As diminishing sea ice in the Arctic Ocean expands navigable waters, scientists sponsored by the Office of Naval Research (ONR) have traveled to the region to study the changing environment–and provide new tools to help the U.S. Navy operate in a once-inaccessible area.
“This changing environment is opening the Arctic for expanded maritime and naval activity,” said Rear Adm. Mat Winter, chief of naval research. “Developing a deeper understanding and knowledge of this environment is essential for reliable weather and ice predictions to ensure the safety of future scientific and operational activities in the region.”
A recent announcement from the National Snow and Ice Data Center revealed that 2016’s sea ice minimum–the annual measurement of when sea ice hits its lowest point– tied with 2007 for the second-lowest ice minimum since satellite monitoring began in the 1970s. The lowest minimum ever occurred in 2012.
ONR sponsored its scientific research through two initiatives within its Arctic and Global Prediction Program–Marginal Ice Zone, and Waves and Sea State. Additional research involved the program’s CANada Basin Acoustic Propagation Experiment (CANAPE) initiative.
Scientists measured the strength and intensity of waves and swells moving through the weakened Arctic sea ice. The accumulated data will be used to develop more accurate computer models and prediction methods to forecast ice, ocean and weather conditions.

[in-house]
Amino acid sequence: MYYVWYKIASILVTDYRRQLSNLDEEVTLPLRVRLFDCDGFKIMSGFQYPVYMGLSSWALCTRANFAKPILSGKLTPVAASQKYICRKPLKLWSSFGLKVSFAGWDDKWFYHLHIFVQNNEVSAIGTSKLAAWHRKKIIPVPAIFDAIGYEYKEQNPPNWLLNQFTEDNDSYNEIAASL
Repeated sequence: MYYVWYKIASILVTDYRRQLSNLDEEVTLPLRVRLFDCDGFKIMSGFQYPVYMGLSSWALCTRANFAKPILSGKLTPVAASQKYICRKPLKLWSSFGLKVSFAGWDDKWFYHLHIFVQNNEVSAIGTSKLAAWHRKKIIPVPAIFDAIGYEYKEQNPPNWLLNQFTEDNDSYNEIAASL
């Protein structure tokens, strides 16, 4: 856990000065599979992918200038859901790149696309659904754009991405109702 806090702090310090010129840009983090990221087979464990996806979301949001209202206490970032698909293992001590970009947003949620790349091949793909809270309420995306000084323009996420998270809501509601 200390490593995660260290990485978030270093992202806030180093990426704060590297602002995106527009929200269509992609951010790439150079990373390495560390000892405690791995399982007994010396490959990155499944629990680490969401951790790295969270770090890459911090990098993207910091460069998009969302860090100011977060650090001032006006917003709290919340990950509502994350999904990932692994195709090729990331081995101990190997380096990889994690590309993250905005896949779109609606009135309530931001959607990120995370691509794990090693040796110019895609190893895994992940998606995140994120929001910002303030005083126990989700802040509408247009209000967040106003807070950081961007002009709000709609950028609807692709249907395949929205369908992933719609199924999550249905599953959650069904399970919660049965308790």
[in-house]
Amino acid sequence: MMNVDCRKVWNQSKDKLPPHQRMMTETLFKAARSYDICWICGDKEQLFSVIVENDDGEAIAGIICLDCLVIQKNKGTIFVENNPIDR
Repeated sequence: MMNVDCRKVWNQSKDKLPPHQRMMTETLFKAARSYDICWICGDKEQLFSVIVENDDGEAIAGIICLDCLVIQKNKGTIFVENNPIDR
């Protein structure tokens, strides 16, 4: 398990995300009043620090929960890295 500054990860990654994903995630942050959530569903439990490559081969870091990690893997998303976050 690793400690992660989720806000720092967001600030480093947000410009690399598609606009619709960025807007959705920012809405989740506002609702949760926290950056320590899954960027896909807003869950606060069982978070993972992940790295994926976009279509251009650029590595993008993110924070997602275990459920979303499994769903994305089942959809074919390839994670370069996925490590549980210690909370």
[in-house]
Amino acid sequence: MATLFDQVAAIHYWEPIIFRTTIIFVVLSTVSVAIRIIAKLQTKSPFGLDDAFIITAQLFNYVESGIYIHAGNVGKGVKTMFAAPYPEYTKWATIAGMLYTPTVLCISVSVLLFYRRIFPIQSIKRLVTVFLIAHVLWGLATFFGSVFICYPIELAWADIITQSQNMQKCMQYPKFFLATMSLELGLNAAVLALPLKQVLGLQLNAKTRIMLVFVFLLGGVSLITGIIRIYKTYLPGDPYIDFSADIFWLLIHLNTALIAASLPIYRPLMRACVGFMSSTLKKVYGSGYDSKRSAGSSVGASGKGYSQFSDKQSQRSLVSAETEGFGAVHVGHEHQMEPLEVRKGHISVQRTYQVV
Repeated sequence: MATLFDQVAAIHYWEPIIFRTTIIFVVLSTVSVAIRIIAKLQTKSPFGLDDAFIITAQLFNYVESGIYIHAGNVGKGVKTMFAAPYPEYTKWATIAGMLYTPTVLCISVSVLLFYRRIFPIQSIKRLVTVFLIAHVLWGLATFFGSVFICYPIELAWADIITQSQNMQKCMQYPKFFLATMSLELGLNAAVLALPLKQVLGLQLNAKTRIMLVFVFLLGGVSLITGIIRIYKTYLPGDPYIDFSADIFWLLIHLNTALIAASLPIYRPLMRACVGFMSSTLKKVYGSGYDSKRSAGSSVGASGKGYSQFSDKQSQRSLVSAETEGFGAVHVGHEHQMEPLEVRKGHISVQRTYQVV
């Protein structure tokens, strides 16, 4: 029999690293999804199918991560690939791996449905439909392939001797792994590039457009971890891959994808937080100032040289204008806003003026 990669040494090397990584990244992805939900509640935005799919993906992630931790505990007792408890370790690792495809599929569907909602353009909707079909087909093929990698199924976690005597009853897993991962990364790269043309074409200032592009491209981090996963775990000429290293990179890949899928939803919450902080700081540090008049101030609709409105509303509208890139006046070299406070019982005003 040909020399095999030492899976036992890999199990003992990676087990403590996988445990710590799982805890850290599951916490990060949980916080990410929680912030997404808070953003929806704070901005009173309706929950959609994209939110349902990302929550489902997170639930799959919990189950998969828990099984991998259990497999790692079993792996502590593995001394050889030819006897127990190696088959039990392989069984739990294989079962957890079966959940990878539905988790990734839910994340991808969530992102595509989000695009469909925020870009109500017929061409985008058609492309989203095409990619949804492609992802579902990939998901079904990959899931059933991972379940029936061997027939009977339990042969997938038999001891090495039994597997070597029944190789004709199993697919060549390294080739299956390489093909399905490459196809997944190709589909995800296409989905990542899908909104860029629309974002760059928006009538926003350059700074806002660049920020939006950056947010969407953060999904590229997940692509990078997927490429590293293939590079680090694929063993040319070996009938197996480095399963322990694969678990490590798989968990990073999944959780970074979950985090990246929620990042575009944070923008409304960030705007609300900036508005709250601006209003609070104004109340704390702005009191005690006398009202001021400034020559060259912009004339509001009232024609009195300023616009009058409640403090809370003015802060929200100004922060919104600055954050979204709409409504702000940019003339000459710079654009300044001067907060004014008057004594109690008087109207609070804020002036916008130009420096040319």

CANAPE researchers used sophisticated oceanographic and acoustic sensors to gauge temperature, salinity, ice and ambient noise conditions under the surface of the ice and water–factors that can dramatically impact the effectiveness of sonar operations and antisubmarine warfare.
“Abundant sea ice reduces waves and swells and keeps the Arctic Ocean very quiet,” said Dr. Robert Headrick, an ONR program officer overseeing the CANAPE research. “With increased sea ice melt, however, comes more waves and wind, which create more noise and makes it harder to track undersea vessels. The goal of CANAPE is to gain a better and more comprehensive understanding of these changing oceanographic conditions.”
Because of its thick shield of sea ice, the Arctic historically has had limited naval strategic relevance beyond submarine operations. But as this frozen cover changes, it is opening new commercial shipping lanes; increasing oil and natural gas exploration, fishing and tourism; and raising potential new security concerns. It also may create new requirements for the Navy’s surface fleet.
“Having accurate forecasting models will help the Navy determine what types of surface vessels it will need to build in the near future and 30 years from now, to withstand the climate conditions,” said Dr. Scott Harper, an ONR program officer overseeing the Marginal Ice Zone and Waves and Sea State research. “That way, the Navy can operate as safely and effectively in the Arctic as it does throughout the rest of the world.”
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